Playful teacher who gets it right
Communication and playfulness are important elements when Karin Odelius teaches. Now the student union has given her the Teacher of the Year award.
Karin Odelius has just come from a morning meeting with some chemistry students when she turns her thoughts to educational matters and the Teacher of the Year award, given to her by the student union THS.
“I am surprised and flattered to have been appointed as Teacher of the Year. I hope it is because I work to engage and motivate the students.”
Karin Odelius is course coordinator and examiner for the master’s course in Macromolecular Materials at the Department of Fibre and polymer technology. It was for this course which she was nominated for the teaching prize. She also runs other courses and in recent years has been one of KTH's pedagogical developers, including having the mission to inspire the teachers' team.
The jury said that she sees teaching as a team effort where it is important to give and receive feedback. Giving feedback is one of the hardest things to do, she says.
“It’s down to the teacher to know when and how to give feedback and not just give out orders.”
Karin Odelius tries to give quick responses so the students can be motivated to embrace the subject.
“When an assignment is handed in on a Sunday evening, the students get feedback on the Tuesday so we can discuss it on the Wednesday,” she says.
The discussions generally tend to be lively. Karin Odelius welcomes questions during lectures to ensure that everyone is with her. Afterwards, she asks the students to tell her what they think are the most important points.
“There is a way to know if I’ve not quite hit the mark and need to clarify something the next time, or change my approach for future years. As you can imagine that takes a lot of time, but it is time well invested”, she says.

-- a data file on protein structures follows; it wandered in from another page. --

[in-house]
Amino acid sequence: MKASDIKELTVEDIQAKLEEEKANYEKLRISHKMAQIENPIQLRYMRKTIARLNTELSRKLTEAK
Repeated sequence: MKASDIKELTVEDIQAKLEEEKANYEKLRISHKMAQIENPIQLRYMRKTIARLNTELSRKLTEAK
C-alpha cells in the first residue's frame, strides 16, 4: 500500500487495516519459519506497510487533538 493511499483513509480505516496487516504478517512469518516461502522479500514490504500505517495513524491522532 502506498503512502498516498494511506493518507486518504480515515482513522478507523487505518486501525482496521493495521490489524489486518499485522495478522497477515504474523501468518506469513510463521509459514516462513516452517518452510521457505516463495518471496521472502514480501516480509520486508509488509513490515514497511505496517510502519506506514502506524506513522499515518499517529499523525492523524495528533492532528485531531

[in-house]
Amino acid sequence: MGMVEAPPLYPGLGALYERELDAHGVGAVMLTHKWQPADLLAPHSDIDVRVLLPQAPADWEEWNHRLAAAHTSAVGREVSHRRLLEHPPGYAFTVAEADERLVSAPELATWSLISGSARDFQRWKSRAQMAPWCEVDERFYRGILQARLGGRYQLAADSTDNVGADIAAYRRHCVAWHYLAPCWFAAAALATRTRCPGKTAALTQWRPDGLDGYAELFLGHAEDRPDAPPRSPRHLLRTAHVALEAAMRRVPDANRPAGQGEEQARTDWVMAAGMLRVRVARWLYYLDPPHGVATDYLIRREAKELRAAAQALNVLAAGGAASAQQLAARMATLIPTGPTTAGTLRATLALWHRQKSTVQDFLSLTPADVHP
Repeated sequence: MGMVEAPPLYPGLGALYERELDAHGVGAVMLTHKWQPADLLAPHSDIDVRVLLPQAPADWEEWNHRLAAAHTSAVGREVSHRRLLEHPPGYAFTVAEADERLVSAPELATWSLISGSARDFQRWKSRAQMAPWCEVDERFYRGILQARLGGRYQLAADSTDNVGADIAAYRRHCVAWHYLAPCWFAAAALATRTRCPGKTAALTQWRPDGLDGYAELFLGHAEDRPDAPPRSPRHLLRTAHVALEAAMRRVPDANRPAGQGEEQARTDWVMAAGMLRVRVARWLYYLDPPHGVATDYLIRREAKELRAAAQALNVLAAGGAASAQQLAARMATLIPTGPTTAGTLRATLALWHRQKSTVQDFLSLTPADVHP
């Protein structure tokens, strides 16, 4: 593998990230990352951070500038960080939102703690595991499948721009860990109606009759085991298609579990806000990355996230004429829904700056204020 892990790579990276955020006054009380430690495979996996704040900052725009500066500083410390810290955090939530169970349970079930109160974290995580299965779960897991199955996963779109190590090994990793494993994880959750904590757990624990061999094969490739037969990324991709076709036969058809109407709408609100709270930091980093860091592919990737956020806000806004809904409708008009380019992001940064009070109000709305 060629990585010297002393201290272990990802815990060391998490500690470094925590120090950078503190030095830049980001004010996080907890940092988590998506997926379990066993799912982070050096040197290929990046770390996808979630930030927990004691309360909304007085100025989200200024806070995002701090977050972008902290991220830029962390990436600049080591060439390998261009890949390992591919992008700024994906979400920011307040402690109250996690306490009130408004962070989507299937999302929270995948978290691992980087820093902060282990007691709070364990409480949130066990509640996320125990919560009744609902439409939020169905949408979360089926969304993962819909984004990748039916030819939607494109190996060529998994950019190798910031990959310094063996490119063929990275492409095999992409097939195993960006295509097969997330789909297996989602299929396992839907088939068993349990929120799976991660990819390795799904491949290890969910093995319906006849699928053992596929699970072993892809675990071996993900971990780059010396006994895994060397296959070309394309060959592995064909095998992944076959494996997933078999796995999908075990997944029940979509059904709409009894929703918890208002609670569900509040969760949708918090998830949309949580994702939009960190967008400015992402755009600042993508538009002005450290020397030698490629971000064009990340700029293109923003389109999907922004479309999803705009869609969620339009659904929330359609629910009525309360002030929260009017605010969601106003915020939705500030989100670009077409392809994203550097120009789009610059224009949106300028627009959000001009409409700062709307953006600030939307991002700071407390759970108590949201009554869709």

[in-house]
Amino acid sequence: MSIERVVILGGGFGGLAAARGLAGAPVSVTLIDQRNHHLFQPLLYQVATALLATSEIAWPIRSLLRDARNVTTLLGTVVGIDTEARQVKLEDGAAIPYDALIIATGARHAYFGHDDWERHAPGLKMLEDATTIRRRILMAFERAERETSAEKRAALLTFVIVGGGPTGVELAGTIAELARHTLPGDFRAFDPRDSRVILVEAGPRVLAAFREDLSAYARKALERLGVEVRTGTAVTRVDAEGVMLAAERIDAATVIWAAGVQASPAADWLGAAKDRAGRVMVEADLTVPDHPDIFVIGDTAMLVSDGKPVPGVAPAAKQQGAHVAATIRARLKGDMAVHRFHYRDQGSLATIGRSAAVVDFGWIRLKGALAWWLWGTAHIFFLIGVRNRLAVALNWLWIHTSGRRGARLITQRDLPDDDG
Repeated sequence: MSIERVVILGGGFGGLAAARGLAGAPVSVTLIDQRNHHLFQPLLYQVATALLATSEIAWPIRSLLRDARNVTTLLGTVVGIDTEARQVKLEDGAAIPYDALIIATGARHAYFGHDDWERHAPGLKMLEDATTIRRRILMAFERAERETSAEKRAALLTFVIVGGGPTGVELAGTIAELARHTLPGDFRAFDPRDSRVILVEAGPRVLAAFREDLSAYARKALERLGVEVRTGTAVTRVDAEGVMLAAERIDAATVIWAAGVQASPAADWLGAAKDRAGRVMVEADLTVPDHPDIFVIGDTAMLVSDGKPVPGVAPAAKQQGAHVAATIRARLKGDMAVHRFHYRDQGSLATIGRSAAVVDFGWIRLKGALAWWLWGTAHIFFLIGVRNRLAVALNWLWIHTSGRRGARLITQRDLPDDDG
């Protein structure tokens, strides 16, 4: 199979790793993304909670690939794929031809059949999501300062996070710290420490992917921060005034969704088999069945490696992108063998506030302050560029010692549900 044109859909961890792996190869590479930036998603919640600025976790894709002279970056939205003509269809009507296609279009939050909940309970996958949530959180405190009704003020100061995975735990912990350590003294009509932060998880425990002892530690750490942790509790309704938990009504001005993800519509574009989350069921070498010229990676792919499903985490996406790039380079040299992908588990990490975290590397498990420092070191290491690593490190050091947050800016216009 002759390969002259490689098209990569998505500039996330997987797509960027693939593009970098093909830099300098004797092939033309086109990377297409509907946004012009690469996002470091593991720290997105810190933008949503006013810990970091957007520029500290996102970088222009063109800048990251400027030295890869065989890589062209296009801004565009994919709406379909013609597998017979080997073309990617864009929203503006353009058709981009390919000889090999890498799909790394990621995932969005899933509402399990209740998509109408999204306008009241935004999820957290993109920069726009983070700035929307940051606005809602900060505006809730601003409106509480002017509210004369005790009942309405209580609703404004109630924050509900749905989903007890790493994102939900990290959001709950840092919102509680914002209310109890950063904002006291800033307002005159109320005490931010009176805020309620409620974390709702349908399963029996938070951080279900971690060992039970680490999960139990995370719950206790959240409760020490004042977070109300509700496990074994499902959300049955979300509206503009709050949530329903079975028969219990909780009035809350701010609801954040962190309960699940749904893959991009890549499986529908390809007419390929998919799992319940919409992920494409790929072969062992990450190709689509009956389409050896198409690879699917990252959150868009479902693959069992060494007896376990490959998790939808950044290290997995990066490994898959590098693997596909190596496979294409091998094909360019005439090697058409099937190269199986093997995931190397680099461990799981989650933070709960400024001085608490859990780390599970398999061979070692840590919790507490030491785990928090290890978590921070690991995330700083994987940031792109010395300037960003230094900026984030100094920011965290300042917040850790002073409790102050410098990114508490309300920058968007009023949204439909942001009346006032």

Many of the lectures in the master’s programme begin at eight in the morning.
“It's not a time when people are at their most alert, so I have invented a game: Guess the plastic. Based on various statements, we discuss the plastics that are most in demand. It may sound silly, but it's a way to get started.”
Learning in different ways
The master’s course only has 20 to 25 students, but there are also ways for providing feedback when the groups are significantly larger. One way is for students to do a ‘self-diagnostic’ quiz online.
“It’s not just finding out about what is right or wrong; there are also comments like ‘This was wrong here so you probably thought this here; think of it here, instead.’”
Karin Odelius has seized on the fact that everyone learns in different ways and are not averse to bringing an ordinary plastic bowl to a lecture.
“Some learn by taking the material, others by seeing pictures or reading the facts. That’s made particularly clear in the course where we learn which materials are suitable for which applications.”
Why is it then that she puts so much emphasis on communication and educational matters?
“I think that it is cool and I learn a lot, too. The students ask me questions that even researchers don’t ask.”
Much of the educational development takes place in informal meetings between teachers, she says.
“We can learn an awful lot from each other. I can go and say, ‘Now, I did this, and it did not work.’ If you have developed an open communication about teaching there is no room for questions of prestige.
Have you any examples of how that works?
“My attempt to get classmates correcting each other’s work was quite coolly received in the first year. So in the second year, I tried to explain the purpose better; that we learn by talking about other people's answers. But the educational message did not get across; I got the feeling that they perhaps felt that I was being a bit lazy, so I had to rethink the way I looked at it.”
The jury says that you see teaching as a lifelong learning experience. How do you want to develop now?
“I would like to find more time for reflection, to take the time to get a deeper understanding of things. With master's students we can start a process of reflection through questions like ‘Should we replace all our materials with biodegradable materials?’ It is a major challenge for those who have just started their training to reflect in that way.
Karin Odelius is what she calls ‘a KTH product’. She did her engineering training here, got her doctorate here and was then employed as a researcher here until March 2016, when she became a lecturer. Meanwhile, she has managed to have four children and continued to teach and research.
But getting free time for leisure activities is not a problem.
“There’s a lot of handball, football, innebandy and Scouts. I run between the children's various activities.”
Text: Ann Patmalnieks